Take a moment and think about how certain you are that they’re fine to talk about it at the drop of a hat, or indeed whether you really want to hear their answer in the first place.
‘Blood is thicker than water’
A lot of people got back to us to say they get told this one a lot, and it’s not just infuriating because it’s one of the most misused quotes of all time, given the full proverb is actually ‘the blood of the covenant is thicker than the water of the womb.’
Inese says: ‘Just because a person is related to another person by blood doesn’t [mean you have to] put up with another person’s toxic, repeatedly harmful behaviour to you.
‘Everyone has their own individual reasons, and making choices can be painful.
‘Sometimes it is about choosing a less harmful position and love from a distance. It is a way to look after your needs – you don’t have to maintain relationships at all costs.’
Life Coach Directory member Esther Limberg tells us: ‘If a relationship is toxic and healthy boundaries cannot be agreed and adhered to then sadly the only option is to become estranged.
‘This is not selfish, but self-preservation and putting ourselves first is necessary, especially if it is having an impact on our health.’
‘Everybody makes mistakes’
Calling reasons for estrangement ‘mistakes’ can be a pretty insulting euphemism given how serious an issue has to be for somebody to stop talking to family.
Knocking into someone on the street is a mistake. Forgetting you had a meeting at work is a mistake. But things like abandonment, bigotry and abuse? They need stronger words to describe them, and they’re certainly not the kinds of things ‘everybody’ does.
Inese says: ‘Choosing a path of estrangement can be very stressful and painful, but also can be life-changing. It most likely is someone’s last resort after exhausting many other options for managing their relationship circumstances.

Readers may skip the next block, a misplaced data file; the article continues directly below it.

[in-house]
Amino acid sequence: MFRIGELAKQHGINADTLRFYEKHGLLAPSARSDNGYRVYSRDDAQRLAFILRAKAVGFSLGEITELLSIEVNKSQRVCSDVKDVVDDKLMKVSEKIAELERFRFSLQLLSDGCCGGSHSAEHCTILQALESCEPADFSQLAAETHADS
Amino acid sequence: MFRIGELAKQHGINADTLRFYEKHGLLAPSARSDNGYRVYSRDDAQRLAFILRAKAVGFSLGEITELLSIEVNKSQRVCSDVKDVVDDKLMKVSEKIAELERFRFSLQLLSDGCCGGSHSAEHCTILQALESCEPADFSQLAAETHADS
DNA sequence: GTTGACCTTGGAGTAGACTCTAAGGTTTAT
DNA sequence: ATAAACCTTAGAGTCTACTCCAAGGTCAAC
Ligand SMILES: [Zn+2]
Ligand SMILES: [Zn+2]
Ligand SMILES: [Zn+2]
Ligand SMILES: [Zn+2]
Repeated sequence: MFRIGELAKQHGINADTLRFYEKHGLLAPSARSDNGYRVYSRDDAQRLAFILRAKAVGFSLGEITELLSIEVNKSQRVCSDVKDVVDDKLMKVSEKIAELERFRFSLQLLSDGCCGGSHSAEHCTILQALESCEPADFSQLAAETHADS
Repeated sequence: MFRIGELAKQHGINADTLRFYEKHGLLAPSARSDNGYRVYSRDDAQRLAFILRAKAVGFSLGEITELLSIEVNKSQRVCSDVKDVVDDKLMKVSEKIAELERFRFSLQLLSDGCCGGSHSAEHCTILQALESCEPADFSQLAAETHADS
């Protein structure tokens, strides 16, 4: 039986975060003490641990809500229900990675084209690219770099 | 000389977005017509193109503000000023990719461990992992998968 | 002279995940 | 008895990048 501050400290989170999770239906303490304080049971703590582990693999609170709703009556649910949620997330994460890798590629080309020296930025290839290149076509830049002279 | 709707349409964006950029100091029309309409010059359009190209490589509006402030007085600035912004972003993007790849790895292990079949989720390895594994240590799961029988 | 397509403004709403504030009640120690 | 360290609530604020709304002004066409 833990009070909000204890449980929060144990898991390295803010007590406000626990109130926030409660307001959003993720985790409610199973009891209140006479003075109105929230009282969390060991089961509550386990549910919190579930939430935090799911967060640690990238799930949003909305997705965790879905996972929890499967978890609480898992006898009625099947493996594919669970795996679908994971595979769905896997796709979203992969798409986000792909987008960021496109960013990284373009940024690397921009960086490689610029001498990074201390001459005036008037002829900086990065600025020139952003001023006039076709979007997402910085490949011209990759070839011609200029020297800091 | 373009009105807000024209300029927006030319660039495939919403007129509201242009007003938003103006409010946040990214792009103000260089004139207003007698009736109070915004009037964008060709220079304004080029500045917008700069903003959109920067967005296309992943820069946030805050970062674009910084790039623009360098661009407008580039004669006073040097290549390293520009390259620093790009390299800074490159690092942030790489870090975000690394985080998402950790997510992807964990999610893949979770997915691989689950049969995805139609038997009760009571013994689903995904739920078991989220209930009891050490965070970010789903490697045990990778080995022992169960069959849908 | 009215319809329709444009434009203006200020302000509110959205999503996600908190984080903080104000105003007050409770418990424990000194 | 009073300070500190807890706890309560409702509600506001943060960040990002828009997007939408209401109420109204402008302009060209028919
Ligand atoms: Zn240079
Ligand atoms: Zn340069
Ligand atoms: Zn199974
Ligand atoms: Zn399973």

‘Do not give advice, or suggest or push someone to reconcile, unless they have clearly expressed that [is what they want].
‘The opening question: ”Is there anything I could support you with?” is great to hear. But before committing, check in with yourself to see if you feel comfortable with a request.’
‘You’ll be sorry when they’re gone’
This is one that, sadly, estranged people hear a lot.
Holding the inevitability of death over an estranged person this way is not just hugely unkind, but logically flawed. Would you forgive and forget everything bad anyone’s ever done to you just because one day the perpetrators will stop breathing?
On top of that, grief is complicated, and it’s certainly not made any easier when estrangement is thrown into the mix.
Chances are, the estranged person you’re talking to is already plenty sorry enough, having already grieved for the family member they don’t speak to anymore, along with the healthy version of the relationship they should have had.
There’s also a chance they actually won’t be sorry at all.